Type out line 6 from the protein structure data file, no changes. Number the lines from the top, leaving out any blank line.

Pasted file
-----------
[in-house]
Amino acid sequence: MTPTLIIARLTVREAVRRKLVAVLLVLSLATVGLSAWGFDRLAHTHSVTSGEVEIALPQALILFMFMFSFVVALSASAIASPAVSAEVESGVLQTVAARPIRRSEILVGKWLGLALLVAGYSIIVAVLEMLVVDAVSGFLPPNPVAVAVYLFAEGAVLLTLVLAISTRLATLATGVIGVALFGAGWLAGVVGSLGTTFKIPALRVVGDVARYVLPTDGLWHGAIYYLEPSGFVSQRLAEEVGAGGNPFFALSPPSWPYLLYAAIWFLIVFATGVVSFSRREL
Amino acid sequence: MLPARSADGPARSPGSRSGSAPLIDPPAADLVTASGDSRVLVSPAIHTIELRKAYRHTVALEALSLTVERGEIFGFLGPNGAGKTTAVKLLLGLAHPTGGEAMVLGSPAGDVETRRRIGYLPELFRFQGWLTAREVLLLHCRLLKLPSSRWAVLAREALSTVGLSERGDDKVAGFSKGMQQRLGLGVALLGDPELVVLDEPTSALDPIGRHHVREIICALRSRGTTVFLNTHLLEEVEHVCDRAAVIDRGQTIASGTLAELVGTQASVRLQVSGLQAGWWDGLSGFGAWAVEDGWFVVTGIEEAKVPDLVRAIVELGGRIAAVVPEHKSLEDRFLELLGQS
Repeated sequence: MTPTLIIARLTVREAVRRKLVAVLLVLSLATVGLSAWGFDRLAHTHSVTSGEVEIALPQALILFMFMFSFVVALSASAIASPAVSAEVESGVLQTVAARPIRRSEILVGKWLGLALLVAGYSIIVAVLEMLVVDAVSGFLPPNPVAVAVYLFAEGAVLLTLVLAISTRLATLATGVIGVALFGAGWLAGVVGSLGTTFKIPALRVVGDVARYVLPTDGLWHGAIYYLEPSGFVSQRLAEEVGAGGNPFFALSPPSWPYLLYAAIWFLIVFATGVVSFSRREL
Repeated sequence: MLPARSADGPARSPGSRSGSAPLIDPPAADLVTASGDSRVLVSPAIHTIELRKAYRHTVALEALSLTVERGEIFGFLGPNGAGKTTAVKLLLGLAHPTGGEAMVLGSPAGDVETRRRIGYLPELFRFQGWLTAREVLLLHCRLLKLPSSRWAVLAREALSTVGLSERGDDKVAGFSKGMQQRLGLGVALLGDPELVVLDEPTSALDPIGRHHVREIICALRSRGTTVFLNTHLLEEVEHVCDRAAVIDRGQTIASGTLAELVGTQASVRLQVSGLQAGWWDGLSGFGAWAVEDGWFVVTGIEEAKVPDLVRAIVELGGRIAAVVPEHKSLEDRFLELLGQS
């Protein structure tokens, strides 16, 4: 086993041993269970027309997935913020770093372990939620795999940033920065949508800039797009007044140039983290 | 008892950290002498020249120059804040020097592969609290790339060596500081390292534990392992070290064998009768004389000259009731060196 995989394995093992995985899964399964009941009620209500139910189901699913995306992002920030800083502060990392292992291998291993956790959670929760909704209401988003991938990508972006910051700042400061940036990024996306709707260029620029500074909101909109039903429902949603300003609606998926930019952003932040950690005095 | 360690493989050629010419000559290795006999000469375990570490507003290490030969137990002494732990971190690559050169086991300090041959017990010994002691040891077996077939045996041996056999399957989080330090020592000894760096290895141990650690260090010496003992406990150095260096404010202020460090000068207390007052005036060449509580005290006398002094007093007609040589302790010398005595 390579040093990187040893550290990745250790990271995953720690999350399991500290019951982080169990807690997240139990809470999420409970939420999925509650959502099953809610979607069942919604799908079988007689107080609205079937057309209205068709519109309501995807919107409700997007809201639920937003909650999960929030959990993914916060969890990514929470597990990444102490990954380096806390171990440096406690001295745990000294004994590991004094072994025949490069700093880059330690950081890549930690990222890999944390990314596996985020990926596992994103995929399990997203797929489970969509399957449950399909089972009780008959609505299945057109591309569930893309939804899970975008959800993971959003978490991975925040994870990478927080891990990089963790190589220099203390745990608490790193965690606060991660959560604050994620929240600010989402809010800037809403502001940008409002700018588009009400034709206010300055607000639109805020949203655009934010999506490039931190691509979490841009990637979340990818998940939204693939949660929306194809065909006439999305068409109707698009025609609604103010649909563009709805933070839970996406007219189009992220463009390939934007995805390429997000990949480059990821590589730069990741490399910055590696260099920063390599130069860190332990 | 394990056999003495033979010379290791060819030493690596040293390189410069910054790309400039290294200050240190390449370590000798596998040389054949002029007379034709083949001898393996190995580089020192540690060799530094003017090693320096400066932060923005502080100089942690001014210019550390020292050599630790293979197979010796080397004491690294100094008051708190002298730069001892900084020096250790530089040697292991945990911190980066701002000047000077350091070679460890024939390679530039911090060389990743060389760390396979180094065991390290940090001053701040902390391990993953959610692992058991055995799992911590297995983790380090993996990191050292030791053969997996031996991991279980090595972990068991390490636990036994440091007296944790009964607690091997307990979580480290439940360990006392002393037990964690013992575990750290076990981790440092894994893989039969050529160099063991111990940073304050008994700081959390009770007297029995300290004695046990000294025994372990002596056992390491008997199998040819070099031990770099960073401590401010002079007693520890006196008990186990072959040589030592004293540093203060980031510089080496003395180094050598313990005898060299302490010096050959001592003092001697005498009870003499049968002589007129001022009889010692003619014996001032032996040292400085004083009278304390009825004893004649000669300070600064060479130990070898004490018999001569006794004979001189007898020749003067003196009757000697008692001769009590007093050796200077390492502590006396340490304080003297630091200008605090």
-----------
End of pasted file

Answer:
């Protein structure tokens, strides 16, 4: 086993041993269970027309997935913020770093372990939620795999940033920065949508800039797009007044140039983290 | 008892950290002498020249120059804040020097592969609290790339060596500081390292534990392992070290064998009768004389000259009731060196 995989394995093992995985899964399964009941009620209500139910189901699913995306992002920030800083502060990392292992291998291993956790959670929760909704209401988003991938990508972006910051700042400061940036990024996306709707260029620029500074909101909109039903429902949603300003609606998926930019952003932040950690005095 | 360690493989050629010419000559290795006999000469375990570490507003290490030969137990002494732990971190690559050169086991300090041959017990010994002691040891077996077939045996041996056999399957989080330090020592000894760096290895141990650690260090010496003992406990150095260096404010202020460090000068207390007052005036060449509580005290006398002094007093007609040589302790010398005595 390579040093990187040893550290990745250790990271995953720690999350399991500290019951982080169990807690997240139990809470999420409970939420999925509650959502099953809610979607069942919604799908079988007689107080609205079937057309209205068709519109309501995807919107409700997007809201639920937003909650999960929030959990993914916060969890990514929470597990990444102490990954380096806390171990440096406690001295745990000294004994590991004094072994025949490069700093880059330690950081890549930690990222890999944390990314596996985020990926596992994103995929399990997203797929489970969509399957449950399909089972009780008959609505299945057109591309569930893309939804899970975008959800993971959003978490991975925040994870990478927080891990990089963790190589220099203390745990608490790193965690606060991660959560604050994620929240600010989402809010800037809403502001940008409002700018588009009400034709206010300055607000639109805020949203655009934010999506490039931190691509979490841009990637979340990818998940939204693939949660929306194809065909006439999305068409109707698009025609609604103010649909563009709805933070839970996406007219189009992220463009390939934007995805390429997000990949480059990821590589730069990741490399910055590696260099920063390599130069860190332990 | 394990056999003495033979010379290791060819030493690596040293390189410069910054790309400039290294200050240190390449370590000798596998040389054949002029007379034709083949001898393996190995580089020192540690060799530094003017090693320096400066932060923005502080100089942690001014210019550390020292050599630790293979197979010796080397004491690294100094008051708190002298730069001892900084020096250790530089040697292991945990911190980066701002000047000077350091070679460890024939390679530039911090060389990743060389760390396979180094065991390290940090001053701040902390391990993953959610692992058991055995799992911590297995983790380090993996990191050292030791053969997996031996991991279980090595972990068991390490636990036994440091007296944790009964607690091997307990979580480290439940360990006392002393037990964690013992575990750290076990981790440092894994893989039969050529160099063991111990940073304050008994700081959390009770007297029995300290004695046990000294025994372990002596056992390491008997199998040819070099031990770099960073401590401010002079007693520890006196008990186990072959040589030592004293540093203060980031510089080496003395180094050598313990005898060299302490010096050959001592003092001697005498009870003499049968002589007129001022009889010692003619014996001032032996040292400085004083009278304390009825004893004649000669300070600064060479130990070898004490018999001569006794004979001189007898020749003067003196009757000697008692001769009590007093050796200077390492502590006396340490304080003297630091200008605090």